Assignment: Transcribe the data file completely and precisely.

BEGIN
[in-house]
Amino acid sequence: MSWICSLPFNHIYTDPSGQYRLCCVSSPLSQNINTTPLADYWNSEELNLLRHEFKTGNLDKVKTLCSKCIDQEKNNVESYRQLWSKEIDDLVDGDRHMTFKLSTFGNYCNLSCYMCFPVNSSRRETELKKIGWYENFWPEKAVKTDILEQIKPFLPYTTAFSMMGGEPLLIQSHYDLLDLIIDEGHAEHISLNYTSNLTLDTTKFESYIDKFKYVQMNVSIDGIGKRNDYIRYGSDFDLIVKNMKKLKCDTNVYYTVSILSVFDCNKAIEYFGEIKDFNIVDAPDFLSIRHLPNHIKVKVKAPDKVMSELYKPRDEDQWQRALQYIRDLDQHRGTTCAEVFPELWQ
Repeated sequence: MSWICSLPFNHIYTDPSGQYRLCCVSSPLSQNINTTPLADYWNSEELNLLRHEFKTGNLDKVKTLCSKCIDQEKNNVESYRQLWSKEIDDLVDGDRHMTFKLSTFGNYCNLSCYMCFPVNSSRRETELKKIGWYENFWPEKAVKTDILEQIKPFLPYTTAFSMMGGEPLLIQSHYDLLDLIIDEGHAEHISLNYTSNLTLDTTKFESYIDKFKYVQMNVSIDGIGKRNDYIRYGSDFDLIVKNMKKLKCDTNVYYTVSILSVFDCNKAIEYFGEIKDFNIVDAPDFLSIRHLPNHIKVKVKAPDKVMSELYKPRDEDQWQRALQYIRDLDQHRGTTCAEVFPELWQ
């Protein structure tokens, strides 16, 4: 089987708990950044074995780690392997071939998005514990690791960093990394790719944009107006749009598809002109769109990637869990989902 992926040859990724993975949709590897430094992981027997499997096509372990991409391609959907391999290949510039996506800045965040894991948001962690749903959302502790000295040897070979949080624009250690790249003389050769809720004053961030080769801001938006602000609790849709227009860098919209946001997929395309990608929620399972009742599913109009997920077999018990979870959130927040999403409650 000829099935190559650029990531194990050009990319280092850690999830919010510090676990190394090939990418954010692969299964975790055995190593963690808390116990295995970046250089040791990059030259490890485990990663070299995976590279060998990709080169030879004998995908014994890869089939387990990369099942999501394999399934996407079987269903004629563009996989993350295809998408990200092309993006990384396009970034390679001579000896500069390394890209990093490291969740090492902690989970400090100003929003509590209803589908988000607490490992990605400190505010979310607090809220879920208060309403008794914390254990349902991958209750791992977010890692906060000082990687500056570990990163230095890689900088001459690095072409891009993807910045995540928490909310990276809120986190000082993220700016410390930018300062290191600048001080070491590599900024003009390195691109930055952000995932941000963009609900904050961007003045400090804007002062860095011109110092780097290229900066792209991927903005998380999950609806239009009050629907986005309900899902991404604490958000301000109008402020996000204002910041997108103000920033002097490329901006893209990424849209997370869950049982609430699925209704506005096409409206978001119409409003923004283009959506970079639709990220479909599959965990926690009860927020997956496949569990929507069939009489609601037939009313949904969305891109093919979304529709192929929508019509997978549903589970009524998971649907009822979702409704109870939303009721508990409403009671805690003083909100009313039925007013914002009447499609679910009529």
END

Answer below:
[in-house]
Amino acid sequence: MSWICSLPFNHIYTDPSGQYRLCCVSSPLSQNINTTPLADYWNSEELNLLRHEFKTGNLDKVKTLCSKCIDQEKNNVESYRQLWSKEIDDLVDGDRHMTFKLSTFGNYCNLSCYMCFPVNSSRRETELKKIGWYENFWPEKAVKTDILEQIKPFLPYTTAFSMMGGEPLLIQSHYDLLDLIIDEGHAEHISLNYTSNLTLDTTKFESYIDKFKYVQMNVSIDGIGKRNDYIRYGSDFDLIVKNMKKLKCDTNVYYTVSILSVFDCNKAIEYFGEIKDFNIVDAPDFLSIRHLPNHIKVKVKAPDKVMSELYKPRDEDQWQRALQYIRDLDQHRGTTCAEVFPELWQ
Repeated sequence: MSWICSLPFNHIYTDPSGQYRLCCVSSPLSQNINTTPLADYWNSEELNLLRHEFKTGNLDKVKTLCSKCIDQEKNNVESYRQLWSKEIDDLVDGDRHMTFKLSTFGNYCNLSCYMCFPVNSSRRETELKKIGWYENFWPEKAVKTDILEQIKPFLPYTTAFSMMGGEPLLIQSHYDLLDLIIDEGHAEHISLNYTSNLTLDTTKFESYIDKFKYVQMNVSIDGIGKRNDYIRYGSDFDLIVKNMKKLKCDTNVYYTVSILSVFDCNKAIEYFGEIKDFNIVDAPDFLSIRHLPNHIKVKVKAPDKVMSELYKPRDEDQWQRALQYIRDLDQHRGTTCAEVFPELWQ
């Protein structure tokens, strides 16, 4: 089987708990950044074995780690392997071939998005514990690791960093990394790719944009107006749009598809002109769109990637869990989902 992926040859990724993975949709590897430094992981027997499997096509372990991409391609959907391999290949510039996506800045965040894991948001962690749903959302502790000295040897070979949080624009250690790249003389050769809720004053961030080769801001938006602000609790849709227009860098919209946001997929395309990608929620399972009742599913109009997920077999018990979870959130927040999403409650 000829099935190559650029990531194990050009990319280092850690999830919010510090676990190394090939990418954010692969299964975790055995190593963690808390116990295995970046250089040791990059030259490890485990990663070299995976590279060998990709080169030879004998995908014994890869089939387990990369099942999501394999399934996407079987269903004629563009996989993350295809998408990200092309993006990384396009970034390679001579000896500069390394890209990093490291969740090492902690989970400090100003929003509590209803589908988000607490490992990605400190505010979310607090809220879920208060309403008794914390254990349902991958209750791992977010890692906060000082990687500056570990990163230095890689900088001459690095072409891009993807910045995540928490909310990276809120986190000082993220700016410390930018300062290191600048001080070491590599900024003009390195691109930055952000995932941000963009609900904050961007003045400090804007002062860095011109110092780097290229900066792209991927903005998380999950609806239009009050629907986005309900899902991404604490958000301000109008402020996000204002910041997108103000920033002097490329901006893209990424849209997370869950049982609430699925209704506005096409409206978001119409409003923004283009959506970079639709990220479909599959965990926690009860927020997956496949569990929507069939009489609601037939009313949904969305891109093919979304529709192929929508019509997978549903589970009524998971649907009822979702409704109870939303009721508990409403009671805690003083909100009313039925007013914002009447499609679910009529």